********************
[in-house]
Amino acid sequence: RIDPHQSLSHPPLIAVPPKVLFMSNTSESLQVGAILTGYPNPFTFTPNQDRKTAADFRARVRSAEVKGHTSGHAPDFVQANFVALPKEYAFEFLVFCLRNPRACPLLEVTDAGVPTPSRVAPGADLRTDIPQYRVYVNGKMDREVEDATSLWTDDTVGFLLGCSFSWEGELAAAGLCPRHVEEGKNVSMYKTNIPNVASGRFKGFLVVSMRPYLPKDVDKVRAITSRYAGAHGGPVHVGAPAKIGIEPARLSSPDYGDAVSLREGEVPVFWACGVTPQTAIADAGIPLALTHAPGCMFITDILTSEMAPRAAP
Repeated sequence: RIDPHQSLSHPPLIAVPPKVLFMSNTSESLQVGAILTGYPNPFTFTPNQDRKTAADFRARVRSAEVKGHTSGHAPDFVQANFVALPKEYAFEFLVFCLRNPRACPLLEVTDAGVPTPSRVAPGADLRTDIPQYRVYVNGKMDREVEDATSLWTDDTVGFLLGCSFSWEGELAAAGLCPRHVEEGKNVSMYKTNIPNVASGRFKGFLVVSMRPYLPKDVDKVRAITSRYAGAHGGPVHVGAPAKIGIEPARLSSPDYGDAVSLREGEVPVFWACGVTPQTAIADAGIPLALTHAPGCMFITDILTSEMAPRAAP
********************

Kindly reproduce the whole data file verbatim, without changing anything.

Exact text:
[in-house]
Amino acid sequence: RIDPHQSLSHPPLIAVPPKVLFMSNTSESLQVGAILTGYPNPFTFTPNQDRKTAADFRARVRSAEVKGHTSGHAPDFVQANFVALPKEYAFEFLVFCLRNPRACPLLEVTDAGVPTPSRVAPGADLRTDIPQYRVYVNGKMDREVEDATSLWTDDTVGFLLGCSFSWEGELAAAGLCPRHVEEGKNVSMYKTNIPNVASGRFKGFLVVSMRPYLPKDVDKVRAITSRYAGAHGGPVHVGAPAKIGIEPARLSSPDYGDAVSLREGEVPVFWACGVTPQTAIADAGIPLALTHAPGCMFITDILTSEMAPRAAP
Repeated sequence: RIDPHQSLSHPPLIAVPPKVLFMSNTSESLQVGAILTGYPNPFTFTPNQDRKTAADFRARVRSAEVKGHTSGHAPDFVQANFVALPKEYAFEFLVFCLRNPRACPLLEVTDAGVPTPSRVAPGADLRTDIPQYRVYVNGKMDREVEDATSLWTDDTVGFLLGCSFSWEGELAAAGLCPRHVEEGKNVSMYKTNIPNVASGRFKGFLVVSMRPYLPKDVDKVRAITSRYAGAHGGPVHVGAPAKIGIEPARLSSPDYGDAVSLREGEVPVFWACGVTPQTAIADAGIPLALTHAPGCMFITDILTSEMAPRAAP